Texas abortion law 'perpetuates the ongoing irreparable harm', US Justice dept asks SC to strike it down
In essence, the law provides a bounty, as someone who reports a crime can be rewarded with 10,000 dollars for initiating a prosecution. Some have argued the bounty allows for and encourages vigilantism
In the ongoing fight over reproductive rights in the United States, now President Joe Biden's administration has asked the US Supreme Court to strike down a Texas abortion law.
In a statement, the Justice Department said Texas' law violated the landmark 1973 Supreme Court decision in Roe v. Wade, which enshrined a woman's right to an abortion.
The department said in its request to the nation's highest court that keeping the Texas law in effect would "perpetuate the ongoing irreparable harm" caused to thousands of Texas women who are being denied their constitutional rights.
This latest legal move is part of the fight against Texas Senate Bill 8 (SB8) or the 'Texas Heartbeat Act', which bans abortions after six weeks.
According to the Texas Heartbeat Act, members of the public can sue any doctor who performs abortions, or anyone who assists in their facilitation, once a heartbeat is detected in the womb, usually about six weeks after conception.
In essence, the law provides a bounty, as someone who reports a crime can be rewarded with 10,000 dollars for initiating a prosecution. Some have argued the bounty allows for and encourages vigilantism.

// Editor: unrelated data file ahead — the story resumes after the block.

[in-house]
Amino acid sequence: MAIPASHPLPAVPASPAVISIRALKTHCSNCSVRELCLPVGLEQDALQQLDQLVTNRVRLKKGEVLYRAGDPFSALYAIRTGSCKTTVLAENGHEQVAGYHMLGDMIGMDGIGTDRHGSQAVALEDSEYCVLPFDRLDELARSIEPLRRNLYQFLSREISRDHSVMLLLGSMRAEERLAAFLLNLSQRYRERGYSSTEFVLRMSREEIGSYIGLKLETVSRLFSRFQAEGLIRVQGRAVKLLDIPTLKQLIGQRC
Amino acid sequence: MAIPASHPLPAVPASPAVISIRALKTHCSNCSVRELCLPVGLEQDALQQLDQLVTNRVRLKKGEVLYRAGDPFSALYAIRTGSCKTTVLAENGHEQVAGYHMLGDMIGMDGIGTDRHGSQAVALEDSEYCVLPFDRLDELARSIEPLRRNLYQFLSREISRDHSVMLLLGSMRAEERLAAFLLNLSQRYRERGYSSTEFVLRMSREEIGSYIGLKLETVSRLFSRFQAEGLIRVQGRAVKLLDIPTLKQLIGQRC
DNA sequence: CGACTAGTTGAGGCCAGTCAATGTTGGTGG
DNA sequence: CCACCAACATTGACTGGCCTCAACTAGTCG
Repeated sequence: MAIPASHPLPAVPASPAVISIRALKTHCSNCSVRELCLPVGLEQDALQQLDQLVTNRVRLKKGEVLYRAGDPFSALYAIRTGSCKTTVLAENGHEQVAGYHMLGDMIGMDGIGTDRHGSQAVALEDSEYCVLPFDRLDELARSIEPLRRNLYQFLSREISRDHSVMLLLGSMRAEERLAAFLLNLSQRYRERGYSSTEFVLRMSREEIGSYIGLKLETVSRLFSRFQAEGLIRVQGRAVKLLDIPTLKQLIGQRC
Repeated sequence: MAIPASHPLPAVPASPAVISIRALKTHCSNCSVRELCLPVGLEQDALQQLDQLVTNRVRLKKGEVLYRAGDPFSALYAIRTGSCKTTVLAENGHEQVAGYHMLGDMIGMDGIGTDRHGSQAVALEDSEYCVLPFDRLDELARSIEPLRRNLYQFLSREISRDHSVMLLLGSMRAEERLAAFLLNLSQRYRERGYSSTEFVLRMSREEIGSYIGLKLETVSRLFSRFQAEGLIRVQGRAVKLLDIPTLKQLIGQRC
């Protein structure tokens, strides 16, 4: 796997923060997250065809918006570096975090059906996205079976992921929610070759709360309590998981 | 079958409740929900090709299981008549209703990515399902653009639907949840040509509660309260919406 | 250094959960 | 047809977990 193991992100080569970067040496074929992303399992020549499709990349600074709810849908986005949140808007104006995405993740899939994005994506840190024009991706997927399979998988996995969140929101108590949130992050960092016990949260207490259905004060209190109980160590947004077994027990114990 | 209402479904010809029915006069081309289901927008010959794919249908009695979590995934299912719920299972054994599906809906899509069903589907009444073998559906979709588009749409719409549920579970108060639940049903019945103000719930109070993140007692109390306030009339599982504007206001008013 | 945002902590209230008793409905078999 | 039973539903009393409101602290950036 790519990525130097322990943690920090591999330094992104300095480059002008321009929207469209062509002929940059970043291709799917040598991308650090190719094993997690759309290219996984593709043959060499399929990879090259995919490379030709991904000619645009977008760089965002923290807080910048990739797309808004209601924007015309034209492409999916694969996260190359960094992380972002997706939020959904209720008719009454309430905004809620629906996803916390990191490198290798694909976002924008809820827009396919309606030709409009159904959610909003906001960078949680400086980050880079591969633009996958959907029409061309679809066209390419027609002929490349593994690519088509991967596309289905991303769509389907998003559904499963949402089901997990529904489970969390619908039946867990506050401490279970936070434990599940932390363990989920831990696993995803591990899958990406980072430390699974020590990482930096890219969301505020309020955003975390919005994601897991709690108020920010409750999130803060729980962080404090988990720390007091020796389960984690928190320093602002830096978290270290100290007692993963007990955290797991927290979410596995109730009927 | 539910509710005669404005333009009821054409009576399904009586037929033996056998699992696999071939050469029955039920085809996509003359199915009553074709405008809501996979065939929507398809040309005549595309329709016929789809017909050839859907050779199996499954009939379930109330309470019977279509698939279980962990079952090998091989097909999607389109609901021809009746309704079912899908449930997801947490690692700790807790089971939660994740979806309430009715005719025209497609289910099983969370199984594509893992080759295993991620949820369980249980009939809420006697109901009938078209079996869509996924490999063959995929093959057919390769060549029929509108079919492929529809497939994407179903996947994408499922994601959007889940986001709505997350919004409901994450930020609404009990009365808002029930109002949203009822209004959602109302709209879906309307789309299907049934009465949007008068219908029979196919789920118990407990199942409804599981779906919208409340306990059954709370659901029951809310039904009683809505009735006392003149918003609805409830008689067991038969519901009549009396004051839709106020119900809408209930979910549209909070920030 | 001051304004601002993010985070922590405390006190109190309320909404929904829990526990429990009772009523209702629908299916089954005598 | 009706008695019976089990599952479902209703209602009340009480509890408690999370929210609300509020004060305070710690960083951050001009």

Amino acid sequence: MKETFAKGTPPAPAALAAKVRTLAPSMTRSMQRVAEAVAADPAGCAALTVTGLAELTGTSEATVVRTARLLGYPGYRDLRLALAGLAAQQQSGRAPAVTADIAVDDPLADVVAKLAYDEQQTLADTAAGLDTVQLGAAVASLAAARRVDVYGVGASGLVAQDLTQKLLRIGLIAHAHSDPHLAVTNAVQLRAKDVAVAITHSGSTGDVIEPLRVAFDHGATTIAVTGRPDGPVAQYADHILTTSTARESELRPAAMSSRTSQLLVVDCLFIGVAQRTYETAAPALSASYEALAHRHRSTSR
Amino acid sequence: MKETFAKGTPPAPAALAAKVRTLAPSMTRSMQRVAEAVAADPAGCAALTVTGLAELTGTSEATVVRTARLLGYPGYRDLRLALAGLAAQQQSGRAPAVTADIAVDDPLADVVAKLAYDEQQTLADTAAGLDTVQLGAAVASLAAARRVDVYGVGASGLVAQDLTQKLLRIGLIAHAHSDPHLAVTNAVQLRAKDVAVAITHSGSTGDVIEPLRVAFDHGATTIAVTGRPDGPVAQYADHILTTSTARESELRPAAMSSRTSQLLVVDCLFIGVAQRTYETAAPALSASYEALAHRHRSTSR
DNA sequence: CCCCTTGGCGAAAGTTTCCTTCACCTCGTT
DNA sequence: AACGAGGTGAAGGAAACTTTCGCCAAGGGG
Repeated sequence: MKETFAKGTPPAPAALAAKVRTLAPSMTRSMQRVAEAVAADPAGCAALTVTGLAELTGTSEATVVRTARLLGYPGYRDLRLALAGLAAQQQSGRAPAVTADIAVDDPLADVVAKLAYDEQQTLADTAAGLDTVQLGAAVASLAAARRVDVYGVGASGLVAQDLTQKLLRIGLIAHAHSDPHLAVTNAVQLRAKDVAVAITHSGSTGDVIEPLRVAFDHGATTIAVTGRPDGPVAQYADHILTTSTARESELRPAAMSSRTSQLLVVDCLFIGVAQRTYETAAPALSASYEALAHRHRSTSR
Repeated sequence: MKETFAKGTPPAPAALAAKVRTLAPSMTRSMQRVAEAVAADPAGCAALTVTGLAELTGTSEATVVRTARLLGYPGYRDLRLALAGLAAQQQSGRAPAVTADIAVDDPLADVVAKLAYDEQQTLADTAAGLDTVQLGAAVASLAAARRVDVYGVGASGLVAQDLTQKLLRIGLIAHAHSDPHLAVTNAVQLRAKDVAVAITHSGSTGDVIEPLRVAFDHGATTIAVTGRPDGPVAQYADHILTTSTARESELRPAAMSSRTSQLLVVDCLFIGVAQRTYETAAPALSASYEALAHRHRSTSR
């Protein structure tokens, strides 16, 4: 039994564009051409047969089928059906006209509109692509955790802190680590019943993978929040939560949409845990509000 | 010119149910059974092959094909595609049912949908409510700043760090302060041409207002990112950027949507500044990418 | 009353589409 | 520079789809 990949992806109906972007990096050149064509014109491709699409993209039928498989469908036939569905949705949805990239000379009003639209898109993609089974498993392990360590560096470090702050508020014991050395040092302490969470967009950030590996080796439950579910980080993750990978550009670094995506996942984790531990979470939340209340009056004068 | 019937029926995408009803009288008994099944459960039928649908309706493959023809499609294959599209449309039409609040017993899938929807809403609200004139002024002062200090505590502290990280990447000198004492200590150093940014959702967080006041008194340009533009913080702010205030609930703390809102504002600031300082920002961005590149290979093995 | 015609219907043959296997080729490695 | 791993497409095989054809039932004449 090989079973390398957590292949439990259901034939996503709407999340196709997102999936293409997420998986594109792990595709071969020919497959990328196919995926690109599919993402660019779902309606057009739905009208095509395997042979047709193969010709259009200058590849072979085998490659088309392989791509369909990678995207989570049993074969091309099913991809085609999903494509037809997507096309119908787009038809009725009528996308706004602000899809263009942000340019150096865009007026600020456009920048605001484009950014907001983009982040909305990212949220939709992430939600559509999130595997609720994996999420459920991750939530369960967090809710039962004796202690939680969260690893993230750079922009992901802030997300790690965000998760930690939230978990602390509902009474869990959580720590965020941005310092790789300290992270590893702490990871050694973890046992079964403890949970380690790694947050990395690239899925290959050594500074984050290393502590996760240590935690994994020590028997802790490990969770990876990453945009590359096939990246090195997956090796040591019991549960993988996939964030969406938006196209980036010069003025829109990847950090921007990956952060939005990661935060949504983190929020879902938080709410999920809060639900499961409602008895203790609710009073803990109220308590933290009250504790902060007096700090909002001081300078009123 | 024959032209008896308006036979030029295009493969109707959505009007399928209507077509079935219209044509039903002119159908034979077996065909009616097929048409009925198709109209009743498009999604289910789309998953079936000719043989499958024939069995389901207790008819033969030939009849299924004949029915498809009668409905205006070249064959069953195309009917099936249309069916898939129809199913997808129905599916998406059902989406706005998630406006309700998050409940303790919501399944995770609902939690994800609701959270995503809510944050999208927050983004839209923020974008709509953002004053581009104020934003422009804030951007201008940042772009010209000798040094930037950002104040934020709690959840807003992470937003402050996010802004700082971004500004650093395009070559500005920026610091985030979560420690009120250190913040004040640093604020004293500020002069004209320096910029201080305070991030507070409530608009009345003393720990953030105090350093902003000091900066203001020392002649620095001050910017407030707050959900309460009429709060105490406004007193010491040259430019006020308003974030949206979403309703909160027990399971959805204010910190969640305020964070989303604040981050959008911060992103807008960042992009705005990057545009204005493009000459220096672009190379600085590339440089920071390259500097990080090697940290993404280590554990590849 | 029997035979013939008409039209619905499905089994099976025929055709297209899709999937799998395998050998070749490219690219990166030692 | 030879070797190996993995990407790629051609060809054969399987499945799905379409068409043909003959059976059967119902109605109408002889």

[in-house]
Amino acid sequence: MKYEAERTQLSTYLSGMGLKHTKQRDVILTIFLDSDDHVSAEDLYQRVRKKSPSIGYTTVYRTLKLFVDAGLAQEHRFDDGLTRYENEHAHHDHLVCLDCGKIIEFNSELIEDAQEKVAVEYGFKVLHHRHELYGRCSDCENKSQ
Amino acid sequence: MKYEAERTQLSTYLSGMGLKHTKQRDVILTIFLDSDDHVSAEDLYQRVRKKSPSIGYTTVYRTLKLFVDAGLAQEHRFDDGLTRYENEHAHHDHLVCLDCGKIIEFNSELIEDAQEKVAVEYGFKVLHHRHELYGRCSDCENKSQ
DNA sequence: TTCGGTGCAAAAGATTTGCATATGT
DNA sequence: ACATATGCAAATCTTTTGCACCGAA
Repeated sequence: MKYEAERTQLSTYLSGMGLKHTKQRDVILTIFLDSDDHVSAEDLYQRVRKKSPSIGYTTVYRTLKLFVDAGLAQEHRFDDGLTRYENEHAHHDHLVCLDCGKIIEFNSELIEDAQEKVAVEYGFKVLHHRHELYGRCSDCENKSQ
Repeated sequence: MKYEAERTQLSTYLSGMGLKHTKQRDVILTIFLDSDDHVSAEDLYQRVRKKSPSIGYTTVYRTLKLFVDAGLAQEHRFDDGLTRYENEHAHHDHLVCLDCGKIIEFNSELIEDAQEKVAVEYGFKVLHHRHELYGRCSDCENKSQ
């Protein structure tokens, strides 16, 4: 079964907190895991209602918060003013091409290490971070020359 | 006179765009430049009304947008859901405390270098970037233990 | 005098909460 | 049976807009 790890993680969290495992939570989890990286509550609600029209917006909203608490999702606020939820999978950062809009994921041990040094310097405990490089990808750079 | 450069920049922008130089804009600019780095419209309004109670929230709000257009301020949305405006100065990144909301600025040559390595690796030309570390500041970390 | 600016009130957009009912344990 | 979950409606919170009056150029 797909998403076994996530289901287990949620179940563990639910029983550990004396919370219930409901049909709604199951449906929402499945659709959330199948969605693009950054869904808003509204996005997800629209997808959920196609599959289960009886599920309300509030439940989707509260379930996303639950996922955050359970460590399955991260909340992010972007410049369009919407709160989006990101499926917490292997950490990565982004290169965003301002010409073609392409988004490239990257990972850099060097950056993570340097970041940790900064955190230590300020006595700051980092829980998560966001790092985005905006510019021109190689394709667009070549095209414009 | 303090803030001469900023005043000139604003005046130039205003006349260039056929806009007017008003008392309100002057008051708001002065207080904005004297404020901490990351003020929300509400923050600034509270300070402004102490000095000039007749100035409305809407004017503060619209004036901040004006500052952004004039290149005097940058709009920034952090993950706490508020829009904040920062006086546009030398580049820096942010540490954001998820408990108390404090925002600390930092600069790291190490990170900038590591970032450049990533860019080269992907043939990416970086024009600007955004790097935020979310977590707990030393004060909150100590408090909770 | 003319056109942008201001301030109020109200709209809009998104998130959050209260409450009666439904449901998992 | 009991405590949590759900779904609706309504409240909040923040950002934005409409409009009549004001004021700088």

Also read | US judge blocks abortion law in Texas
Calling the law "flagrantly unconstitutional", on September 1, federal district court judge Robert Pitman issued a preliminary injunction halting the enforcement of the Texas law.
"This court will not sanction one more day of this offensive deprivation of such an important right," Pitman said in his blistering decision.
However, a few days later, the Fifth Circuit Court of Appeals in New Orleans reinstated the Texas law pending a full hearing in December.
The Justice Department said in its filing on Monday that the Supreme Court should reverse the appeals court's decision.
Last month, the conservative-leaning Supreme Court declined to intervene to block the Texas law that makes no exceptions for rape or incest, citing procedural issues.
Watch | Rallies held across the US against abortion ban
The Texas law is seen as part of a sweeping conservative movement to restrict abortions throughout the country, and this has prompted a backlash in the public.
In other Republican-led states, abortion restrictions have been passed, but have been struck down by the courts due to Roe v. Wade, which guarantees the right to abortion until the fetus is viable outside the womb, which is typically between 22 and 24 weeks.